Recent in Testing (page 9 of 25)

Zeta Potential and Particle Size to Predict Emulsion Stability

Emulsions are popular vehicles in skin care due to their affinity for the skin; however, they are thermodynamically unstable systems. This study investigates zeta potential and particle size distribution as potential screening tools to predict instabilities in emulsion-based cosmetic products, to supplement regular accelerated stability testing.

Hair as a Test Substrate

Hair is a distinctly variable material, and the nature of this substrate can have a major impact on laboratory test results. This article discusses hair as a laboratory substrate to provide guidance on minimizing variability and creating optimal test conditions.

L'Oréal Obtains Business License to Market Chinese Episkin

L'Oréal was granted a Chinese business license for Shanghai Episkin Biotechnology Ltd., the company it created to market the Asian version of its reconstructed skin model Episkin.

Non-Invasive Measurement of Epidermal Proteins for Psoriasis and Skin Care*

Abnormal epidermal turnover in psoriatic skin impairs its barrier function and tissue repair capabilities. Therefore, studies of hyperkeratinization and hyperproliferation have been conducted to better understand the disease. Here, the administration of heavy water and a tape-stripping method are used to measure skin protein turnover in psoriatic skin and surrounding tissues. Results demonstrate benefits over other proliferation measurements.

Improving the UV Exposure of Sunscreen During In vitro Testing

In any sun protection evaluation method, an irradiation step is required to determine the photostability of the UV filters in a product. The aim of this study was to identify key parameters involved to improve this UV exposure. Here, the authors consider temperature at the substrate surface, air flow influence and beam uniformity during UV exposition.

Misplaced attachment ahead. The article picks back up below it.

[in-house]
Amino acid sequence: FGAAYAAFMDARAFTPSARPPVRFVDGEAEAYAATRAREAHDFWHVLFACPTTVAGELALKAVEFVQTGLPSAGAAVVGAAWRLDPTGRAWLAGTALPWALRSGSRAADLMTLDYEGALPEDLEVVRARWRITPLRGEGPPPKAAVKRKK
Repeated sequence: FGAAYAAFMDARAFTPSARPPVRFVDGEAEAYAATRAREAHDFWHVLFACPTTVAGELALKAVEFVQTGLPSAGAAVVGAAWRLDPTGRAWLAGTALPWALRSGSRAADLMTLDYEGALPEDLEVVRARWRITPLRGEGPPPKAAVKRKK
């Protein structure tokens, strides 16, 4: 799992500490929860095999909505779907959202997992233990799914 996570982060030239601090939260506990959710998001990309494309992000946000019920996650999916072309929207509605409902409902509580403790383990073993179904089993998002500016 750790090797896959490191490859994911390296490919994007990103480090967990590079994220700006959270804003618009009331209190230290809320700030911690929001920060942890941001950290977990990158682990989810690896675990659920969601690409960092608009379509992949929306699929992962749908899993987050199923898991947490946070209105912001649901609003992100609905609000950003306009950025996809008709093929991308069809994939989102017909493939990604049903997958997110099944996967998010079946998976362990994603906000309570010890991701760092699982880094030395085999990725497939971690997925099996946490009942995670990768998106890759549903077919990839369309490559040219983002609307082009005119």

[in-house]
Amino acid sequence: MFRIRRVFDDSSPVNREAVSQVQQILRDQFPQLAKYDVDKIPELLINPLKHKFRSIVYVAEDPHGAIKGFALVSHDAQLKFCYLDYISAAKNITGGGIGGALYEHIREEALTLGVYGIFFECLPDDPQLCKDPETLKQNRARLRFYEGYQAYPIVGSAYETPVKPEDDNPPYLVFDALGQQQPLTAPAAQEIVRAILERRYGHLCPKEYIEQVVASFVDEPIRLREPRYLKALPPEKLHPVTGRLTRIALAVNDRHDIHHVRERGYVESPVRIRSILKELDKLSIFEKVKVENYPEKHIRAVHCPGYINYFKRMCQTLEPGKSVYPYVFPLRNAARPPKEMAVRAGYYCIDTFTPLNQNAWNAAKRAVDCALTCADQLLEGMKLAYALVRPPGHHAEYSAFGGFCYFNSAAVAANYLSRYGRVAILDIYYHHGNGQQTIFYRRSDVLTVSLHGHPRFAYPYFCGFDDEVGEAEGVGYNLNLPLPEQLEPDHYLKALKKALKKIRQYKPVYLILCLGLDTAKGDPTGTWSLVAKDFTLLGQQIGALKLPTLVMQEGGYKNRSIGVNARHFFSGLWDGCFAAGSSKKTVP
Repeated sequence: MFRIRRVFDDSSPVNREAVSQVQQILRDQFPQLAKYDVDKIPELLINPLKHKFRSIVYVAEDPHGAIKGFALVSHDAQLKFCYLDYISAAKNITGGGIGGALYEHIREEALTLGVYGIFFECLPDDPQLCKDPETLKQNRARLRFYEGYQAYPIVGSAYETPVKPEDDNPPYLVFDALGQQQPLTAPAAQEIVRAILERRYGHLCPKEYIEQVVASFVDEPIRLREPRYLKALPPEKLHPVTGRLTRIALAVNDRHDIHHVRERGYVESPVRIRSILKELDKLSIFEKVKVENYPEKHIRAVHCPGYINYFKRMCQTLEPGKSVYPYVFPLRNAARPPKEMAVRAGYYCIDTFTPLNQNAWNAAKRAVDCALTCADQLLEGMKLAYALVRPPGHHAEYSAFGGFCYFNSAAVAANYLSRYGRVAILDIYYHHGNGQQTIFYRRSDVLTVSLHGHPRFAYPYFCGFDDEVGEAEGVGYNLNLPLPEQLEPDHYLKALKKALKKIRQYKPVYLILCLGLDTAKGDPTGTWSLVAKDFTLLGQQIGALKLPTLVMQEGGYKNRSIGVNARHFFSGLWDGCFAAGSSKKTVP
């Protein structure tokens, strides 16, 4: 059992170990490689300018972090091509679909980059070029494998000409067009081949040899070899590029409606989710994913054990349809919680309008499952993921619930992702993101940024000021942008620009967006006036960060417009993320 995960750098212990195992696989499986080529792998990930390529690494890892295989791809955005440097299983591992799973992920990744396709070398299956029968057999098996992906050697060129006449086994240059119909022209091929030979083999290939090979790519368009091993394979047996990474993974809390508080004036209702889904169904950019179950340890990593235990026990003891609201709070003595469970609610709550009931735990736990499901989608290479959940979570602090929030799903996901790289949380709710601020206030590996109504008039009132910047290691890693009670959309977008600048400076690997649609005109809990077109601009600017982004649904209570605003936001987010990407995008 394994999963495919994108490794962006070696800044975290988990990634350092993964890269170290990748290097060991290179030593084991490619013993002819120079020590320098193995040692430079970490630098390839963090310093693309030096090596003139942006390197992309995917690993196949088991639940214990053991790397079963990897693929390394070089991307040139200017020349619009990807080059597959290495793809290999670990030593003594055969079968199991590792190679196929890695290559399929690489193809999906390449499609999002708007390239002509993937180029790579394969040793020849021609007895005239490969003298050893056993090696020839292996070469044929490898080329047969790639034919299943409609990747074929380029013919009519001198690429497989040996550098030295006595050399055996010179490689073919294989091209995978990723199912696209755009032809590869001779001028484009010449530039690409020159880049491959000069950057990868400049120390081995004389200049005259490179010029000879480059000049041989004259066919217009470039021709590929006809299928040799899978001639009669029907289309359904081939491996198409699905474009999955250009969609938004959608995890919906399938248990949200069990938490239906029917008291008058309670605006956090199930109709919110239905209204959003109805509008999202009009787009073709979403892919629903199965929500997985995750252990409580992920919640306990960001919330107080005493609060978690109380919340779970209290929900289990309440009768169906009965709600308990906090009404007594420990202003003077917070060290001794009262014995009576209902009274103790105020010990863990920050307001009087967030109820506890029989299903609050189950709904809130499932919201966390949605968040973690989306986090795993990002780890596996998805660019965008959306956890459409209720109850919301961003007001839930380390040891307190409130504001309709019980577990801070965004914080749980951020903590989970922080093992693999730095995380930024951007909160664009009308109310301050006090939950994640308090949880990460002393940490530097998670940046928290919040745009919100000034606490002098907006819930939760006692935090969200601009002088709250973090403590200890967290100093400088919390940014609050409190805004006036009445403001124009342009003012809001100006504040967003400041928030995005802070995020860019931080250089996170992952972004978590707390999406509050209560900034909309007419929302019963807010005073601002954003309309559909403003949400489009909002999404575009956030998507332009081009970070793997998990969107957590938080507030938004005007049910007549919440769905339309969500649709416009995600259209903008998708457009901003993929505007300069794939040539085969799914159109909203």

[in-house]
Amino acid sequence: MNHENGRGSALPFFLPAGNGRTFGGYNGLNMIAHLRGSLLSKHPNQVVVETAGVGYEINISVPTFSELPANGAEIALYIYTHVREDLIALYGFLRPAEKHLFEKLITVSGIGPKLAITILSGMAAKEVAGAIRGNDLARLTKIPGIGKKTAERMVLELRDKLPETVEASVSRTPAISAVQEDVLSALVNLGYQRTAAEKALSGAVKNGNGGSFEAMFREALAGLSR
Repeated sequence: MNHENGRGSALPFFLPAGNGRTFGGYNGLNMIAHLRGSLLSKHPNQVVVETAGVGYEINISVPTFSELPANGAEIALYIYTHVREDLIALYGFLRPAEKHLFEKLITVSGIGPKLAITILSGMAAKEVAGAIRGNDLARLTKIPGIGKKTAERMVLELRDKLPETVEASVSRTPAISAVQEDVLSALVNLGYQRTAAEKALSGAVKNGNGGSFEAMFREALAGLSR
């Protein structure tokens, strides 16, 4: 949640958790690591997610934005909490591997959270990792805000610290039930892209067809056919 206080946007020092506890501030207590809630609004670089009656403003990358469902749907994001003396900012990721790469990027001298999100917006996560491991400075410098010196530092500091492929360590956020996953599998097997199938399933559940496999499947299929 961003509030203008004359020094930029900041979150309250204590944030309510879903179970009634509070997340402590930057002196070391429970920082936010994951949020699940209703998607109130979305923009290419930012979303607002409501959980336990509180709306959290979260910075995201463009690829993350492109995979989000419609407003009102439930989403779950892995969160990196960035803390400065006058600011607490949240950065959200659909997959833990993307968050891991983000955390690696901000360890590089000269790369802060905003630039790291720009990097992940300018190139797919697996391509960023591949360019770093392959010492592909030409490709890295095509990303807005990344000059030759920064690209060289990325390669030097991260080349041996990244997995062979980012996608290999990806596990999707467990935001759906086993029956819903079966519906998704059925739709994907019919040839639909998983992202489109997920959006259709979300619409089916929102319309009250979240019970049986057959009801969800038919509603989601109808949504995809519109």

Quantifying the Performance of Hair Styling Products—Part 2

A previous article discussed traditional measurements to assess the properties of hair spray products. However, the properties of polymer films deposited by these products are not constant and can be altered by both formulation means and environmental conditions. This article highlights additional useful measurement techniques for characterizing these film properties.

Testing and Developing a Sugar-derived Surfactant Blend for Delicate Skin

Vegetable-derived, mild and sustainable skin cleansing ingredients are in demand, and this has led to the development of new detergent structures. Described here is a combination of two mild surfactants that fulfils these requirements using the concept of “interrupted soap” to impart mildness. Studies to verify the functional, sensorial and mild characteristics of the new blend are detailed.

Quantifying the Performance of Hair Styling Products—Part 1

There are two general classifications of hair styling products—those that help with style creation and those that prolong the style. Both facilitating style creation and promoting hold longevity stem from the presence of water-soluble polymers in formulations. This paper discusses methods to evaluate these properties and quantify performance.

From the Archives … Flexabrasion: A Method for Evaluating Hair Strength

From the December 2001 issue of Cosmetics & Toiletries, this article describes how both bending and abrasion should be tested–along with extension–when evaluating hair strength, as the authors show here in tests of an active developed to increase the strength of bleached hair.

Designing Mild Personal Care Products: A Case Study

This article reviews the mechanisms underlying skin irritation and sensitization, and methods used in a case study to test cosmetic products for their potential to cause irritation. It also covers the main skin conditions that can influence susceptibility to irritation, as well as ingredients affecting the mildness of cosmetic products.

Tape Stripping Method in Humans: Comparison of Evaporimetric Methods

The current preliminary study compared the sensitivity and correlation of open chamber device and closed chamber device on a tape stripping human model. The amount of SC removed by tape stripping was also quantified with a protein assay method.

Scalp Irritation From Hair Care Chemicals

While scalp irritation also can be caused by contact with physical or biological agents, this column will discuss the irritation resulting from hair chemicals. The desire for a specific hairstyle or color can render the scalp exposed to different hair chemicals that may result to scalp irritation.

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